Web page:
Having apparently not learned anything from its 16-month lockout in 2007-08 at la Journal de Québec, Quebecor is apparently on the brink of locking out its employees at la Journal de Montréal, according to a posting on Radio-Canada. Which would make one wonder why they're pressing ahead with the draconian contract language with freelancers; the terms don't require them to be strikebreakers.

Tuesday, January 20, 2009

Magazine world view

A journalist's guide to why she's a
convert to Twitter

Freelancer writer and editor Kim Pittaway, former editor of Chatelaine, has become a convert to twitter, the microblogging service. (Careful readers will note that Canadian Magazines also has a Twitter account; first, as research on the 'what-the-heck-is-this-all-about?' vein, but I admit I have become a convert, like Pittaway.)

Pittaway has written an article for J-source that sets out some tips, from a journalist's perspective, for what makes Twitter work, and how to get the most out of the experience.

My favourite line refers to the criticism that this is yet another time-waster and a gift to procrastination:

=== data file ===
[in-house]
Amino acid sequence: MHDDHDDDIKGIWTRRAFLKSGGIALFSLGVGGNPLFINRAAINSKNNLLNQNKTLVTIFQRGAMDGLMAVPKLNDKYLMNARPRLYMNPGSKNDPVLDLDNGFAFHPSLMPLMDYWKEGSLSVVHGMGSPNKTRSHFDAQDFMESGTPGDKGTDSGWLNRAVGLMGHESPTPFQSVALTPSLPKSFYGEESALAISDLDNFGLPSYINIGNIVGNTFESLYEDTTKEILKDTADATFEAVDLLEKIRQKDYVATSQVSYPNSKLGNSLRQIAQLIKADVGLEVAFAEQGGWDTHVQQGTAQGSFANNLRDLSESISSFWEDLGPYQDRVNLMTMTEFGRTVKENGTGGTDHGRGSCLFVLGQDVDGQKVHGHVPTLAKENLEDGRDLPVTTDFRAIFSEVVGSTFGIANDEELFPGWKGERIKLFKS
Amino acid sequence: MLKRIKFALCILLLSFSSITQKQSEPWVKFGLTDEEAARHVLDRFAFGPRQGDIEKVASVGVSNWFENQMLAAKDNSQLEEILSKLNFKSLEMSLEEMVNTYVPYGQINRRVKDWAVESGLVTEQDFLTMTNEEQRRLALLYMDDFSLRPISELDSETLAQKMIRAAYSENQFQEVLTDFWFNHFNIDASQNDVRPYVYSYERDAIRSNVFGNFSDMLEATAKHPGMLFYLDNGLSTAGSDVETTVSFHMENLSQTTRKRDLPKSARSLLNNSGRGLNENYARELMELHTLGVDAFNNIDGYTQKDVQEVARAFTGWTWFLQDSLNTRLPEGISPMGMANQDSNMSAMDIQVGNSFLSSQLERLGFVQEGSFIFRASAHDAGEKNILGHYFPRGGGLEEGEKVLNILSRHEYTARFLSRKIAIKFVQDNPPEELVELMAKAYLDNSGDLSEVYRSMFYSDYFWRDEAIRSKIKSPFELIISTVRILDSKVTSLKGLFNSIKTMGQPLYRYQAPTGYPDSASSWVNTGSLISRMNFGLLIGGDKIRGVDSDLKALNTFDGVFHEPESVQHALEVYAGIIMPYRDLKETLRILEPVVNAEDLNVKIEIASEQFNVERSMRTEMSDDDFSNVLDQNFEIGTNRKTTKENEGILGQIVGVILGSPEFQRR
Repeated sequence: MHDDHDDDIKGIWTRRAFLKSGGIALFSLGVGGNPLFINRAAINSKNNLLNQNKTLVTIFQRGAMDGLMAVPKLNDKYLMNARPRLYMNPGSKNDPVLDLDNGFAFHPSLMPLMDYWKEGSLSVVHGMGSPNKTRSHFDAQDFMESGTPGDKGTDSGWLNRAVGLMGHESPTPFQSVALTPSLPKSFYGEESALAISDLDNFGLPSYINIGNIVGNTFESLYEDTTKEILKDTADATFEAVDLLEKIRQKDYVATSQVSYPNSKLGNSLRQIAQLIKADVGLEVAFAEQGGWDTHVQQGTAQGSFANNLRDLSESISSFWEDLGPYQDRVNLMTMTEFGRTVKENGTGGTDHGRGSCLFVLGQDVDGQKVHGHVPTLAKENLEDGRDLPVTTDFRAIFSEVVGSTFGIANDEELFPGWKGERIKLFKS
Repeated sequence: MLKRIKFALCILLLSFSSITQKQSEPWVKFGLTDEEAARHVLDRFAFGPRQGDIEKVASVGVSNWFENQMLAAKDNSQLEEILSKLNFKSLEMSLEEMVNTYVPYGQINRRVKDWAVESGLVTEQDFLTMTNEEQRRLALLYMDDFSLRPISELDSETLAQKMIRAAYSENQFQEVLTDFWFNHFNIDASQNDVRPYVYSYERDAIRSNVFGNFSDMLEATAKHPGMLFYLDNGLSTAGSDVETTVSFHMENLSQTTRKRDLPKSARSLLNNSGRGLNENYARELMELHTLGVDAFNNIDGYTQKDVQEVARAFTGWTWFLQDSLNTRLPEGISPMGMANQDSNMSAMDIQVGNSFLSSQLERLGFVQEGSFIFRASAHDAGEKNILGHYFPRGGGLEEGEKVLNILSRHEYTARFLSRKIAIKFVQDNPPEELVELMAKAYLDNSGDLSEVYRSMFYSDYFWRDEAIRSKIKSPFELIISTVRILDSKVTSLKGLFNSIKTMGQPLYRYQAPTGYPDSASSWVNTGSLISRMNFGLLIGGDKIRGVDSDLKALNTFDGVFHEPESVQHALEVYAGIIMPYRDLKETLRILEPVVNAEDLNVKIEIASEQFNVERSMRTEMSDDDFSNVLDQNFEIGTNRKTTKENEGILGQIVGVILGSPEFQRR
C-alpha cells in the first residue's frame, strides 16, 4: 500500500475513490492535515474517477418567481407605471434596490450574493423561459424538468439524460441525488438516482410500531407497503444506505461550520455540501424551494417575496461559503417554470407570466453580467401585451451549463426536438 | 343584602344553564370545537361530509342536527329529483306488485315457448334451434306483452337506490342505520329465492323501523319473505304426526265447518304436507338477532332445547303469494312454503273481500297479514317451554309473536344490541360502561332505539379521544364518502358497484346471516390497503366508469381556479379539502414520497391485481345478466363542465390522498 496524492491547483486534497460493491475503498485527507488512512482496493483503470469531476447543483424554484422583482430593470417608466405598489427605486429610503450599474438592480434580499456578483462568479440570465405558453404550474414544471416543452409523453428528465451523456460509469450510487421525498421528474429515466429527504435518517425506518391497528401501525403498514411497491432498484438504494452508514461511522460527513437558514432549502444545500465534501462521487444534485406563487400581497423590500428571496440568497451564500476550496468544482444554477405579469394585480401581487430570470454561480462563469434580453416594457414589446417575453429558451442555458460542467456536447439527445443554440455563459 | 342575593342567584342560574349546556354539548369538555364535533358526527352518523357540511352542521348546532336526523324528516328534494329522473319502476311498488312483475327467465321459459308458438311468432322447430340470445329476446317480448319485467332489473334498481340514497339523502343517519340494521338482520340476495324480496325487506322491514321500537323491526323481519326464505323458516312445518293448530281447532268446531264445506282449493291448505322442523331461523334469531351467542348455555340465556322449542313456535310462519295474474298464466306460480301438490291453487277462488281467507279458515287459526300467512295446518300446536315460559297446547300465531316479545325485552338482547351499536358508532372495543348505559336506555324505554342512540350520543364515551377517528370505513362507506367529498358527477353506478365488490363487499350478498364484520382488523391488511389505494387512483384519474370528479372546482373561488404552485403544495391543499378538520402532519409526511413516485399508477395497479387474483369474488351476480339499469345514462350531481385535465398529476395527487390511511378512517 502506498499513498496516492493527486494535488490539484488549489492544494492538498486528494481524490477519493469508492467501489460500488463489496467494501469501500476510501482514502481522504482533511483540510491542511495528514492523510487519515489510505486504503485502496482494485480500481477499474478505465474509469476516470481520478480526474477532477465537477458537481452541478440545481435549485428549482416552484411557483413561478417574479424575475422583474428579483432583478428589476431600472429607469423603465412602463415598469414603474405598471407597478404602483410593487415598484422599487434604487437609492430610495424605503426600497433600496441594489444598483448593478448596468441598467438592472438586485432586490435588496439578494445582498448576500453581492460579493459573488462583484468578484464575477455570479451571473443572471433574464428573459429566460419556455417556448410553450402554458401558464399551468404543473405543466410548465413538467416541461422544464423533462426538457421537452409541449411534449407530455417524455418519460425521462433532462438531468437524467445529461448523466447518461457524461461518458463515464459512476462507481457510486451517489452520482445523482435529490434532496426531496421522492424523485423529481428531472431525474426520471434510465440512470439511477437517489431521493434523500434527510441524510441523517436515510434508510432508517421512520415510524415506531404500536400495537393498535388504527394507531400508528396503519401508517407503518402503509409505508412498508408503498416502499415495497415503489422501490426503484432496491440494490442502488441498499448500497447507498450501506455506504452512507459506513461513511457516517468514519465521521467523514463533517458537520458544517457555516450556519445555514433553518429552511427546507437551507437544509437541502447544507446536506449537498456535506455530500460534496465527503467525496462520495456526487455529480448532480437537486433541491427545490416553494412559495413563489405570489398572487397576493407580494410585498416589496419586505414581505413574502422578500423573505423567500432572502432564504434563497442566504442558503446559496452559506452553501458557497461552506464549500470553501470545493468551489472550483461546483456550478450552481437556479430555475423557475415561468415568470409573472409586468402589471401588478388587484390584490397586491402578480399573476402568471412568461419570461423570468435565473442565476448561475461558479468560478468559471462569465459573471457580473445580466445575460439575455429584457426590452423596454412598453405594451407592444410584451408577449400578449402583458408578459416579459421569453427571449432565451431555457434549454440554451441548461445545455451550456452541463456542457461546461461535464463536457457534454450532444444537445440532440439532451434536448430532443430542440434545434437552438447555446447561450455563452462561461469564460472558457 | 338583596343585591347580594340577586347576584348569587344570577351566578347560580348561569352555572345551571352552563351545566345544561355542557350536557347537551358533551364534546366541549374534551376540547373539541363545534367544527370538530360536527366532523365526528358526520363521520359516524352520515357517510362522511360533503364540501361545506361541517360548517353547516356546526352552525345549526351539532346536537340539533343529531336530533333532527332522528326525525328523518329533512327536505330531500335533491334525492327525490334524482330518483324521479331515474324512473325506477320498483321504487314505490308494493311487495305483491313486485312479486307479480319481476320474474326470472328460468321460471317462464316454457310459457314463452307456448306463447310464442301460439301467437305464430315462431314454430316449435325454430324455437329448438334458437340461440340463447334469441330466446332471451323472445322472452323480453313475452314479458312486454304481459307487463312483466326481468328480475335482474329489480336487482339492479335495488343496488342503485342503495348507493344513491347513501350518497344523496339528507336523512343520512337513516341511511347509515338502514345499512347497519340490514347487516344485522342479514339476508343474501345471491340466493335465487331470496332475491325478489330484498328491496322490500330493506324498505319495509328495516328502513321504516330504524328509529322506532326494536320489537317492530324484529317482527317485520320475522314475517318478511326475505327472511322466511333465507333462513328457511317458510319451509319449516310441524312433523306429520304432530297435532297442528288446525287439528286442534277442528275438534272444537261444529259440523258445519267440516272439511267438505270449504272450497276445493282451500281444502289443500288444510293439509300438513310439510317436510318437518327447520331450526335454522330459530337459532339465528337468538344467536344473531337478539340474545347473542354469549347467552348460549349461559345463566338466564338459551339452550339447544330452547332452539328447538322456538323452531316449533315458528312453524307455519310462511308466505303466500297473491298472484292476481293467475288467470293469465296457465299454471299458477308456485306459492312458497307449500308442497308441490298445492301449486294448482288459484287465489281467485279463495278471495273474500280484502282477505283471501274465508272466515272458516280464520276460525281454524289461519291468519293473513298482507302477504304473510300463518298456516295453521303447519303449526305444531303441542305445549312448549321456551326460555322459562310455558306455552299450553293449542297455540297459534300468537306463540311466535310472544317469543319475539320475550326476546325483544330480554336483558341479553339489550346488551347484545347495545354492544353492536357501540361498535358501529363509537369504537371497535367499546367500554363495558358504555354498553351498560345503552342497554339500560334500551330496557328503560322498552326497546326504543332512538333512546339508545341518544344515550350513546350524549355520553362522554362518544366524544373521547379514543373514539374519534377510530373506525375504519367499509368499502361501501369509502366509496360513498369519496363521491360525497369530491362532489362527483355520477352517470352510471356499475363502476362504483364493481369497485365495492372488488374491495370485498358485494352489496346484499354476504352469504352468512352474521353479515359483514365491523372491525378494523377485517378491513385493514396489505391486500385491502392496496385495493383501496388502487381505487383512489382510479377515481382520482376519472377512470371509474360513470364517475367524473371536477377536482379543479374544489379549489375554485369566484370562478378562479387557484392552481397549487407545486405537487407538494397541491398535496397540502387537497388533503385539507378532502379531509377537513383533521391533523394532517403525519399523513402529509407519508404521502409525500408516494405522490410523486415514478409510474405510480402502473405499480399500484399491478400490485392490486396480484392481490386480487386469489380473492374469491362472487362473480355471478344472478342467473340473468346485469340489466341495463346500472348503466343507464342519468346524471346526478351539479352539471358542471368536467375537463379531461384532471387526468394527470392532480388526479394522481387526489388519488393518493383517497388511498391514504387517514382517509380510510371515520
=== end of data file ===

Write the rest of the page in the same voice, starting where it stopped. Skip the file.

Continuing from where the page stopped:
On the subject of time-sucking procrastination: When I first signed on, I used to scroll back to see what I’d missed since I last checked in. Great way to kill time—and go bleary-eyed. Now I treat Twitter more like a river than a pool: I watch what floats by when I’m signed in, and accept that if I miss something, I miss it. There’s plenty of info-fish in the stream, and I’ll catch something interesting later (to push that metaphor to its limits—and beyond).


Quebecor's TVA magazines demanding freelancers give up all rights

Quebecor-owned magazine publisher TVA Publications is pressing its writers to sign an aggressive new contract in order to work for its magazines.According to a posting on the Fagstein blog,